Consumer complaints about the way personal data is handled increased by 30 per cent from 2013 to 2014, according to figures from Pinsent Masons, acquired via several Freedom of Information requests to the Information Commissioners Office (ICO).
Complaints about the security of personal information rose from 886 in 2013 to 1,150 in 2014, while complaints about personal data increased 64 per cent over a five-year period, according to the law firm.
Pinsent Masons said the increase in consumer complaints highlights increasing levels of public unease over how big business and other organisations store personal information.
High profile attacks on corporations such as Sony and Target, and the recent damaging attack on infidelity site Ashley Madison, have raised public awareness about how personal data is treated, the law firm claims.
"Information security isn't a new issue; businesses have always had a responsibility to protect customer data. But as consumers are increasingly finding themselves left exposed as a result of cyber attacks, concern is clearly growing," said Luke Scanlon, technology lawyer at the firm.
"The chances are that they wouldn't be making these complaints without having been directly impacted in some way," he added.
Businesses can be fined up to £500,000 by the ICO under the Data Protection Act if the regulator finds that the company has failed to take appropriate measures to protect customer information. The possibility of civil lawsuits by victims of breaches can further damage the bottom line of companies.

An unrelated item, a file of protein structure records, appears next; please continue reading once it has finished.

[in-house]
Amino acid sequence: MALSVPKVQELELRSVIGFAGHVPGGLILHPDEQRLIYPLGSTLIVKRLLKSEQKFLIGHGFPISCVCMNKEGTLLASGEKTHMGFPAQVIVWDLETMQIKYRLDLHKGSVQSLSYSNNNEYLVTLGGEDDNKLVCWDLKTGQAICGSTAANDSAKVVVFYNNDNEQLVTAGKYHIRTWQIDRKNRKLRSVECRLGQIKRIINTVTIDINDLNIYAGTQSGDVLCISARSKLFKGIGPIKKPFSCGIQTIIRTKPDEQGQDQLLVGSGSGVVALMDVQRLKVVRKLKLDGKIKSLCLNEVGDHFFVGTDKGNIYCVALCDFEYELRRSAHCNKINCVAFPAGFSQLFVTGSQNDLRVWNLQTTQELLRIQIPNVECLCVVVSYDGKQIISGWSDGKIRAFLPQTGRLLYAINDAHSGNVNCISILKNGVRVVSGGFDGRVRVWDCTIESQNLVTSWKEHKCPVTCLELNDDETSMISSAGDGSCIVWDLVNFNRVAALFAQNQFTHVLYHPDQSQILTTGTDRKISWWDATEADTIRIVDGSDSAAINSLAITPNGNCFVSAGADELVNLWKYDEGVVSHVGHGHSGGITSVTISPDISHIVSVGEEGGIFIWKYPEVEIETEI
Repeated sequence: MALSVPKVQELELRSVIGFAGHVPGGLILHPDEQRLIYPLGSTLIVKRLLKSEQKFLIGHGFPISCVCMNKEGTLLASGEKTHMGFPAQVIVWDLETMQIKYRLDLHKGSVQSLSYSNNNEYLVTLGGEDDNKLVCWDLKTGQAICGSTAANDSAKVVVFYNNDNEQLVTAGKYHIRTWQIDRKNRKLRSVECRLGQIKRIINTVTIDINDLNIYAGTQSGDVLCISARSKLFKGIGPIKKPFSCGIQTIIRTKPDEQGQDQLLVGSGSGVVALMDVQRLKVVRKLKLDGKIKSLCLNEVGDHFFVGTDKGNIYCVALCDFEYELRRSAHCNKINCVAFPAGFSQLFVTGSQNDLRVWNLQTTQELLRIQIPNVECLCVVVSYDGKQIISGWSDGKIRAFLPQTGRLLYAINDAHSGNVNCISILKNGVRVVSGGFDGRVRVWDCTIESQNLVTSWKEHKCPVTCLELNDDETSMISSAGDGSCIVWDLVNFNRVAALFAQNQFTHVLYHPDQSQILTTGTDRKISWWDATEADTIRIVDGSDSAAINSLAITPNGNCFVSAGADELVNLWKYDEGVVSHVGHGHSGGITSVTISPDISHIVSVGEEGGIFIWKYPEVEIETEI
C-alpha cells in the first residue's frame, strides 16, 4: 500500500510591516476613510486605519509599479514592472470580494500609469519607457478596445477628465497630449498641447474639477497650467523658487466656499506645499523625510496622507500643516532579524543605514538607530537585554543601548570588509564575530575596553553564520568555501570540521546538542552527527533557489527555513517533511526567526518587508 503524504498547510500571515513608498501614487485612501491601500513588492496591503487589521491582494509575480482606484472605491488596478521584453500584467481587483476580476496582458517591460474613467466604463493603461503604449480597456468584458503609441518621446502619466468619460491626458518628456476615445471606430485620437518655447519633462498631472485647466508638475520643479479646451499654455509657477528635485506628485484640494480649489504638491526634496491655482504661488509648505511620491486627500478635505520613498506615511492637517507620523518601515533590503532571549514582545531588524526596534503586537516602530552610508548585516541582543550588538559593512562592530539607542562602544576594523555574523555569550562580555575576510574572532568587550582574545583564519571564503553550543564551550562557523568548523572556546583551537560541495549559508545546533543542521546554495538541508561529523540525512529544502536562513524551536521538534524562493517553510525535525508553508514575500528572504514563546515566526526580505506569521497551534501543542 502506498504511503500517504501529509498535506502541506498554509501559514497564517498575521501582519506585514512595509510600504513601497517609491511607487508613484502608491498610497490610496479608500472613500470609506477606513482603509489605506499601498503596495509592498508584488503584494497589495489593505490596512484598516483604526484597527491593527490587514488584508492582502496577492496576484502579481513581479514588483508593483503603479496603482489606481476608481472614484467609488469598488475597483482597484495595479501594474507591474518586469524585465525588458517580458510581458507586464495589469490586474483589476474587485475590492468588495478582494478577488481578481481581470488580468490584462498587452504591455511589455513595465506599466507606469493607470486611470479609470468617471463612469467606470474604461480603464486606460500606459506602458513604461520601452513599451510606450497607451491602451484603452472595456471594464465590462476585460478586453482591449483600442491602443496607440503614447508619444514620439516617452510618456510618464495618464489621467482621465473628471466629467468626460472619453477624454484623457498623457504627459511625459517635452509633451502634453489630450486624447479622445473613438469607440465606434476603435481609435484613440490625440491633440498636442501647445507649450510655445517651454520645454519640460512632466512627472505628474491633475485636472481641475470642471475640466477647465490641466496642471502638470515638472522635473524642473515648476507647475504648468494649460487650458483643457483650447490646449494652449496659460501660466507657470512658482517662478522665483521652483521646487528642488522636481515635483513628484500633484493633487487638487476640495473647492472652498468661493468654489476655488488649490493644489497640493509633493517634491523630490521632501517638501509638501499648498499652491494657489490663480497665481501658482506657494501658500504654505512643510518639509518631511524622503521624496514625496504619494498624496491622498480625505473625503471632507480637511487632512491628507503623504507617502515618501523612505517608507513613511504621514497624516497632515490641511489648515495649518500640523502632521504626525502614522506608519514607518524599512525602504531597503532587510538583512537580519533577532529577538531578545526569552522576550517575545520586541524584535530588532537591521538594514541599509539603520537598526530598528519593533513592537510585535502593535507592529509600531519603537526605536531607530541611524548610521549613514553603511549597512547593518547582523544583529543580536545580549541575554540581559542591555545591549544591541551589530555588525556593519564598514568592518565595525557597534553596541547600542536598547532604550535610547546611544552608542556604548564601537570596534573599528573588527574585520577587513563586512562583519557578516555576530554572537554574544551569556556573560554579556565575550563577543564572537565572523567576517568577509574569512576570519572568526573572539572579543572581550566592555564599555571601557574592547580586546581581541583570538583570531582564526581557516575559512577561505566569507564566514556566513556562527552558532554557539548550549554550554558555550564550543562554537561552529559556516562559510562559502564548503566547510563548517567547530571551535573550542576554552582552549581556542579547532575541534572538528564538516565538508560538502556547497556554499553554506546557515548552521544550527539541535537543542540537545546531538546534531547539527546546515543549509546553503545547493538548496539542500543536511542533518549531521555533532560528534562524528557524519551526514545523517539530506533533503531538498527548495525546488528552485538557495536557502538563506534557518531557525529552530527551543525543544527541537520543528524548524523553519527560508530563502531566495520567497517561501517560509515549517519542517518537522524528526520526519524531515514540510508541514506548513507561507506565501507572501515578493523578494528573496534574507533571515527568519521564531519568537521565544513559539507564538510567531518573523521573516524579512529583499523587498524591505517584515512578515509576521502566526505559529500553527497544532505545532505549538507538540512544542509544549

Corporates are beginning to introduce more sophisticated incident response procedures in response to these varied risks, according to Pinsent Masons.
"We're definitely seeing the cyber-attack threat moving up the corporate food chain to being a C-suite issue. Nobody wants to be the one who gets hit, and many bluechips are now role-playing what happens in that scenario,” Scanlon explained.
“There is increasing recognition that how an organisation responds to the compromise of customer data can impact its long-term prospects as deeply as the incident itself," he added.
"Many of the businesses and other organisations we are working with are working hard not just to implement good procedures and controls, but also to develop cross-disciplinary teams who understand the legal and reputational issues in the event of a crisis,” Scanlon said.
Around 90 per cent of large organisations and 74 per cent of small businesses experienced information security breaches in the past year, according to a UK government-commissioned survey published in June 2015. However, it is not currently mandatory to report data breaches.
Scanlon concluded: "The incoming General Data Protection Regulation (GDPR) is likely to enforce a change in reporting requirements, bringing to light the volume of information breaches being encountered amongst UK businesses. The scale of the challenge we are facing will be shocking." ®